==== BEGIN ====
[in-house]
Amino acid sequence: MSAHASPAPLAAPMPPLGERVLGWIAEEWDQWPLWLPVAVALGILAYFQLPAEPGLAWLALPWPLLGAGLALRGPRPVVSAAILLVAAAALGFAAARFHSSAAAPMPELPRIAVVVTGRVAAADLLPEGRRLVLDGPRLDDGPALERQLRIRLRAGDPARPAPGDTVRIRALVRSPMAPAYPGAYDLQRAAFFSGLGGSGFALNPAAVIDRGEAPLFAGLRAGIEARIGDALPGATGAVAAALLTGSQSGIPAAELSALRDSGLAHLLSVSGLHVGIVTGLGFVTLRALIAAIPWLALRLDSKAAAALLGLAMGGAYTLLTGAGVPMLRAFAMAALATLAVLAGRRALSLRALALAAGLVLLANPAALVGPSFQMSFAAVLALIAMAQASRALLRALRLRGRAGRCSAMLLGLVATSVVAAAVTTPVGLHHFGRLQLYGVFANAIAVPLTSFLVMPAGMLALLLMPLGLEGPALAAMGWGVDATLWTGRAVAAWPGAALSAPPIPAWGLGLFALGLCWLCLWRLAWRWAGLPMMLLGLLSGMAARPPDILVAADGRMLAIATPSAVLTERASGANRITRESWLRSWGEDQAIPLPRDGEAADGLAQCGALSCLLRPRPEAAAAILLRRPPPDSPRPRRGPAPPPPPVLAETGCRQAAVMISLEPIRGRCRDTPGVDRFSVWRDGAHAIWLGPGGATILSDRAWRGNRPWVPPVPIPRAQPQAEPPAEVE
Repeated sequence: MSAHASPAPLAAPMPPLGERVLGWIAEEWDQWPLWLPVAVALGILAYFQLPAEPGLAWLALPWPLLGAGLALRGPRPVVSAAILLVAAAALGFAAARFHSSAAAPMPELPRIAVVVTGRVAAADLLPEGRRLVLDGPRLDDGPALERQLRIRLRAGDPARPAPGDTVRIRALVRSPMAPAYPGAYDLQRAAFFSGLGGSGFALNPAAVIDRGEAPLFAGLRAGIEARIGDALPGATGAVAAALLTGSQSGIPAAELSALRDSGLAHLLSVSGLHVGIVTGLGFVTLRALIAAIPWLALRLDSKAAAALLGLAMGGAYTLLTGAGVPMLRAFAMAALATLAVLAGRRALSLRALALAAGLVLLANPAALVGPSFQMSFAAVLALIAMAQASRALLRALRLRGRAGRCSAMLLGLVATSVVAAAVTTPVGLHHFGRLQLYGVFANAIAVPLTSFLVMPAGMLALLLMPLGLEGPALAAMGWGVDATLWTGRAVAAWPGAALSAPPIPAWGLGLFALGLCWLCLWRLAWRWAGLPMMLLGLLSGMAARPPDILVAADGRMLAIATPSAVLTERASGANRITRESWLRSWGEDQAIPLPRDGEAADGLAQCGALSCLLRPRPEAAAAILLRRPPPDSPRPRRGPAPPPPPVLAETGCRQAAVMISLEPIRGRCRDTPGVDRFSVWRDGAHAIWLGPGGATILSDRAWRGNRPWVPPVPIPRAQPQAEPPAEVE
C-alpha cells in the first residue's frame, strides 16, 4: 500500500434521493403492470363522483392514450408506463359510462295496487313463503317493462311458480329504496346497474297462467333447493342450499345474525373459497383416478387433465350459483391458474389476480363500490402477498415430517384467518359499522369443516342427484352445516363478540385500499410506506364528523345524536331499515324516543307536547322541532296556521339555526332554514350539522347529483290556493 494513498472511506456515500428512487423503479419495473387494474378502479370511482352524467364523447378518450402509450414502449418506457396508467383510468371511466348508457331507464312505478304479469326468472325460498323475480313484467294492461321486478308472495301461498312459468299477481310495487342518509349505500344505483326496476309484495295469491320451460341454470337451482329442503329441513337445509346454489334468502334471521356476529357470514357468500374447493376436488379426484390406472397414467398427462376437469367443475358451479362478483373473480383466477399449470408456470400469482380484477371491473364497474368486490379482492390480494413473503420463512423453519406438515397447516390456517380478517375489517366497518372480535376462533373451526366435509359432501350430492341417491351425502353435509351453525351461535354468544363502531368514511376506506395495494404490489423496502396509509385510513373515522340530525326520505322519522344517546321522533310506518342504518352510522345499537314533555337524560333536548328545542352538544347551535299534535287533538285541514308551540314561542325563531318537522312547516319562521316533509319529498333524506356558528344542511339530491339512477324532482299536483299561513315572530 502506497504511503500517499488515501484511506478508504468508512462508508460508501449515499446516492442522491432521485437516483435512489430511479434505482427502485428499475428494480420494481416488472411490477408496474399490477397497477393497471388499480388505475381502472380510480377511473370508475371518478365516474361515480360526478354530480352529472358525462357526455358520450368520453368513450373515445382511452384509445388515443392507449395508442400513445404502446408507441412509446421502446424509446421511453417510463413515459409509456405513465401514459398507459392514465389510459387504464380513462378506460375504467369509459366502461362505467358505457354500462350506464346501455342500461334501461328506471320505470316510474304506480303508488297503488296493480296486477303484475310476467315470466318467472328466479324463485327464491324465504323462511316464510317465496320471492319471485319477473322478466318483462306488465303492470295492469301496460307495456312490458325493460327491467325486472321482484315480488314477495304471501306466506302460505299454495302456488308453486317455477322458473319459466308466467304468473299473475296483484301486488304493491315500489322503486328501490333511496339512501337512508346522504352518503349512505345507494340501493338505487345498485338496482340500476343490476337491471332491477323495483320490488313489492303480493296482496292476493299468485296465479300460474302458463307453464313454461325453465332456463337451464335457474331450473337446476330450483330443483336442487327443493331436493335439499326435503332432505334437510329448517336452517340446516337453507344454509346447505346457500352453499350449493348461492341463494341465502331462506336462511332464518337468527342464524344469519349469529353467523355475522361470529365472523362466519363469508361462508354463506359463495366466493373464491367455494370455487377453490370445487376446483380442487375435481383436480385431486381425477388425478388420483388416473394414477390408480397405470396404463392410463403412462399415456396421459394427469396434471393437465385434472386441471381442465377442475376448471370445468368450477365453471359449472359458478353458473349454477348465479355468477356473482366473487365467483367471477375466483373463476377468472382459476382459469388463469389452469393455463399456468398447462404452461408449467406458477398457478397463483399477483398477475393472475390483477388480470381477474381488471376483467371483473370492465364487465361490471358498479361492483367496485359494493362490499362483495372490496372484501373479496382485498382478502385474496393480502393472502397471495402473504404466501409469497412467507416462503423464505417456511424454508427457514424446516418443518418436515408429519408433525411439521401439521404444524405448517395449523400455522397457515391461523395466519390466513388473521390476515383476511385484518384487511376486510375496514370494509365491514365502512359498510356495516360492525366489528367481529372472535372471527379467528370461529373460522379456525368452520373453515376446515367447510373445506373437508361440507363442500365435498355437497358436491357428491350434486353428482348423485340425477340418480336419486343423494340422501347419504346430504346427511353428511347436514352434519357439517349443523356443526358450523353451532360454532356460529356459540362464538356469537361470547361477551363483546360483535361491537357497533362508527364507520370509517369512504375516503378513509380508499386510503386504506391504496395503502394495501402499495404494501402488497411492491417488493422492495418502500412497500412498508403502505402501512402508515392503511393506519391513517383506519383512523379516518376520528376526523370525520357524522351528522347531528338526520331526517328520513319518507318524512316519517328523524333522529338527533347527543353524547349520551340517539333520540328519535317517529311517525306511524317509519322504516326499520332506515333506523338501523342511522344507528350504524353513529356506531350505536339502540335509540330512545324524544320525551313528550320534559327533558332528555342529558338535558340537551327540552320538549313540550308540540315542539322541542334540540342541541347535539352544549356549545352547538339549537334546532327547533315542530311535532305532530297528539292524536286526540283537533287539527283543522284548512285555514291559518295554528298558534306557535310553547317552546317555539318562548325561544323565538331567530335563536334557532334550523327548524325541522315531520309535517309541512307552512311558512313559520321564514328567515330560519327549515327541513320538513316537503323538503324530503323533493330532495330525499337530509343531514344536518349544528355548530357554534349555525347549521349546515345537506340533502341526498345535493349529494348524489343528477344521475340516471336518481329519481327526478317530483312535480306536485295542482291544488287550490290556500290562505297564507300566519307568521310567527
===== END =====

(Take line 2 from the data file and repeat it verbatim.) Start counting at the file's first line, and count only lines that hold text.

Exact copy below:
Amino acid sequence: MSAHASPAPLAAPMPPLGERVLGWIAEEWDQWPLWLPVAVALGILAYFQLPAEPGLAWLALPWPLLGAGLALRGPRPVVSAAILLVAAAALGFAAARFHSSAAAPMPELPRIAVVVTGRVAAADLLPEGRRLVLDGPRLDDGPALERQLRIRLRAGDPARPAPGDTVRIRALVRSPMAPAYPGAYDLQRAAFFSGLGGSGFALNPAAVIDRGEAPLFAGLRAGIEARIGDALPGATGAVAAALLTGSQSGIPAAELSALRDSGLAHLLSVSGLHVGIVTGLGFVTLRALIAAIPWLALRLDSKAAAALLGLAMGGAYTLLTGAGVPMLRAFAMAALATLAVLAGRRALSLRALALAAGLVLLANPAALVGPSFQMSFAAVLALIAMAQASRALLRALRLRGRAGRCSAMLLGLVATSVVAAAVTTPVGLHHFGRLQLYGVFANAIAVPLTSFLVMPAGMLALLLMPLGLEGPALAAMGWGVDATLWTGRAVAAWPGAALSAPPIPAWGLGLFALGLCWLCLWRLAWRWAGLPMMLLGLLSGMAARPPDILVAADGRMLAIATPSAVLTERASGANRITRESWLRSWGEDQAIPLPRDGEAADGLAQCGALSCLLRPRPEAAAAILLRRPPPDSPRPRRGPAPPPPPVLAETGCRQAAVMISLEPIRGRCRDTPGVDRFSVWRDGAHAIWLGPGGATILSDRAWRGNRPWVPPVPIPRAQPQAEPPAEVE